News and Updates - 2019

 

two-person exhibition - Exurban with Jason Brown
Alexander Brest Gallery, Jacksonville University, Jacksonville, Florida 

February 2020

group exhibition - Land Report Collective
New Harmony Gallery of Contemporary Art, New Harmony, Indiana
October 12 - November 22, 2019

group exhibition - ENID: Generations of Women Sculptors Exhibit
Louisville Free Public Library, Bernheim Gallery, Louisville, Kentucky
August 17 -October 8, 2019

group exhibition - ENID: Generations of Women Sculptors Exhibit
McGrath Gallery, Bellarmine University, , Louisville, Kentucky
September 7-October 5, 2019

public art installation - Amplitude III, 2019
Performing Arts Center, Texas A&M University - Corpus Christi
Site-specific indoor ceiling installation May 2019-June 2020

group exhibition - Confluence: TAMU-CC Art Faculty Biennial 2019
Art Museum of South Texas, Corpus Christi, Texas
April 19 - August 11, 2019

juried exhibition - Contemporary Curator’s Juried Exhibition
National Conference on Contemporary Cast Iron Art & Practices, Birmingham, Alabama
juried by Carrie Johnson, Curator, Rockford Art Museum, Illinois
April 3-6, 2019

juried exhibition - Practitioner’s Juried Exhibition
National Conference on Contemporary Cast Iron Art & Practices, Birmingham, Alabama

juried by Tobias Flores, Associate Professor of Sculpture, Fort Hays State University, Kansas
April 3-6, 2019


group exhibition - Interwoven
21C Museum Hotel, Louisville, Kentucky

March 20 - October 6, 2019
Reception, March 31, 4-6pm

In 2019-20, cultural and civic organizations throughout Louisville will be honoring the contributions of female artists to the community through participation in Enid Yandell: A Life of Art and Activism, a series of exhibitions and programs celebrating the 150th anniversary of the birth of Enid Yandell, the first female sculptor from Kentucky to achieve international success and one of the first women inducted into the National Sculpture Society.

In 1998, ten artists based in Louisville founded ENID: Generations of Women Sculptors, a collective of female sculptors named for Enid Yandell, with the goal to encourage, educate, and mentor women artists, students, and each other. Recognizing Enid Yandell’s artistic achievements and her legacy of social activism, Interwoven highlights works by ENID member artists Leticia Bajuyo, Linda Erzinger, Valerie Sullivan Fuchs, Bette Levy, and Joyce Ogden that reflect or respond to social issues through material and visual creativity.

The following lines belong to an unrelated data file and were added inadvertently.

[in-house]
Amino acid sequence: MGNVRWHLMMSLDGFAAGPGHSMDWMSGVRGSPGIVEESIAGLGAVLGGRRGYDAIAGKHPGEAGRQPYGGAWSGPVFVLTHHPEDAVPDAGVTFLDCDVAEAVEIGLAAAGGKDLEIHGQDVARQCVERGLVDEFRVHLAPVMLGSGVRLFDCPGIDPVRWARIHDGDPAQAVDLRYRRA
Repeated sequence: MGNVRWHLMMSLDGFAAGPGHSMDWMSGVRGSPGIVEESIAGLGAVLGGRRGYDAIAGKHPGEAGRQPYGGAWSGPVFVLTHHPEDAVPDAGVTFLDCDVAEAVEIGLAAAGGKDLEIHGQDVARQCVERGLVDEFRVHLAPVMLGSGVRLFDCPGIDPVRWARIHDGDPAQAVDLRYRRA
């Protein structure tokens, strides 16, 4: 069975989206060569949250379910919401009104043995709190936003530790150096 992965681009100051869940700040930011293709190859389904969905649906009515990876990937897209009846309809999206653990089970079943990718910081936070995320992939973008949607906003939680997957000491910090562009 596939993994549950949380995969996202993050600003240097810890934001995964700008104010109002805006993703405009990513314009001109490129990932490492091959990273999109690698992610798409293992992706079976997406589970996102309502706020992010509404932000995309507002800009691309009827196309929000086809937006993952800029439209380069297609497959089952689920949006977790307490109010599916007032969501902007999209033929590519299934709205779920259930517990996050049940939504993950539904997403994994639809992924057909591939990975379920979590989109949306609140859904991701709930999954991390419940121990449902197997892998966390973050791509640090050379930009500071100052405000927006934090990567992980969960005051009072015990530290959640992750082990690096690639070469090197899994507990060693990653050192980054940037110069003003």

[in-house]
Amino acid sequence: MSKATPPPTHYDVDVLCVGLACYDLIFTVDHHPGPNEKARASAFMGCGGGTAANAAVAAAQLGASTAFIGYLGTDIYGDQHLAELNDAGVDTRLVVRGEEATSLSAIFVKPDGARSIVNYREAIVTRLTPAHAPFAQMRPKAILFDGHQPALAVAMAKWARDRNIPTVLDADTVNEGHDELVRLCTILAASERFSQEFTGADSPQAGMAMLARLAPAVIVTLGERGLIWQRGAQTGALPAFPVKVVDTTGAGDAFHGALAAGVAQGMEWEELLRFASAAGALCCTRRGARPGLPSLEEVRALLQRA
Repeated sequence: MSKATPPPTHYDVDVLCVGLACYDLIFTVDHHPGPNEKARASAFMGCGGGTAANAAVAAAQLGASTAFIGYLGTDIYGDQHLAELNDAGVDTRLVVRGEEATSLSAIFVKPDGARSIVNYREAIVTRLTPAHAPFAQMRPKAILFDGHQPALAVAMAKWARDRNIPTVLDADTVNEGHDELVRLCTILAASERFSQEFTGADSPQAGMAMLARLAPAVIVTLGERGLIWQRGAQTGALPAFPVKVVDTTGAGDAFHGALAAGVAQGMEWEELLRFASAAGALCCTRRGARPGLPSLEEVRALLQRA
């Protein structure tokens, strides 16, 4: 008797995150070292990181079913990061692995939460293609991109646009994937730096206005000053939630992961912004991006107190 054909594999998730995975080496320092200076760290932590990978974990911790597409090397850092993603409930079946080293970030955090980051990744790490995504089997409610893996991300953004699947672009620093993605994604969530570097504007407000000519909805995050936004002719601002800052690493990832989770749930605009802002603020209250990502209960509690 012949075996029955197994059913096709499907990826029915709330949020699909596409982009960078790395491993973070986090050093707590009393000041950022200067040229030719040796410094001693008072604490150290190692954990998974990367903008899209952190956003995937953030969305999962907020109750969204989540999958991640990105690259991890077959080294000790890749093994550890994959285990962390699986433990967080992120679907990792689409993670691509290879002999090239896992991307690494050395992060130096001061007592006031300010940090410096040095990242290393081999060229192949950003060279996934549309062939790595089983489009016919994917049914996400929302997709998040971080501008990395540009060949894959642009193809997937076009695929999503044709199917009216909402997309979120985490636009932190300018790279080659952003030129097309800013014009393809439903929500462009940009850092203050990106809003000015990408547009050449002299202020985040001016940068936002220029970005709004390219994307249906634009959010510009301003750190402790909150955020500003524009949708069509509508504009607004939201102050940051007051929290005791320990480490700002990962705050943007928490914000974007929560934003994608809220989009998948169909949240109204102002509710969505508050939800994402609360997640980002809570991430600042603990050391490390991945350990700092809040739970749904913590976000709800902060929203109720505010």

About 21C Museum Hotel
21c Museum Hotel was founded by preservationists and contemporary art collectors Laura Lee Brown and Steve Wilson. The couple wanted to take an active role in the preservation and revitalization of downtown Louisville motivated by changes happening in and around their hometown.
With the belief that art can be a vital part of daily life and a spark to ignite new energy and ideas, they created 21c Museum Hotel in Louisville. Their innovative idea developed into a center for culture, community, genuine hospitality, and artistic expression.


group exhibition - Land Report Collective: West 1
Islander Gallery, Texas A&M University - Corpus Christi, Texas
February 28 - April 14, 2019
Opening reception: Friday, February 28, 5:00-7:00pm at the Islander Gallery
5pm Panel Discussion
6pm Performance

Land Report Collective: West 1
This group of six artists in Wyoming, Tennessee, and Texas create and exhibit artworks together as they deal with landscape in fundamental ways and as a foundational reference point. 



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YoungArts Miami 2019, National YoungArts Foundation, Miami, Florida

I am honored I was able to be part of the YOUNGARTS MIAMI 2019 Lead Faculty & Creative Team! YoungArts is a wonderful foundation and I am grateful to be a part of the 2019 team that got to work with and witness the commitment, hard work, and layers of story and expression by these selected high school students. The impact of the National YoungArts foundation is evident. 

The National YoungArts Foundation (YoungArts) was established in 1981 by Lin and Ted Arison to identify and nurture the most accomplished young artists in the visual, literary, design and performing arts, and assist them at critical junctures in their educational and professional development. Through a wide range of annual programs, performances, and partnerships with some of the nation’s leading cultural institutions, YoungArts aspires to create a strong community of alumni and a platform for a lifetime of encouragement, opportunity and support.


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Conference Panel Session: Land Art Reconsidered: land use, water rights, and indigenous sovereignty
College Art Association 2019 Annual Conference, New York City, New York

Co-Chairs: Leticia R. Bajuyo - Texas A&M University Corpus Christi and Jason S. Brown - University of Tennessee Knoxville
Friday, February 15, 10:30 am - 12:00 pm, at the Hilton Midtown 2nd floor Gramercy East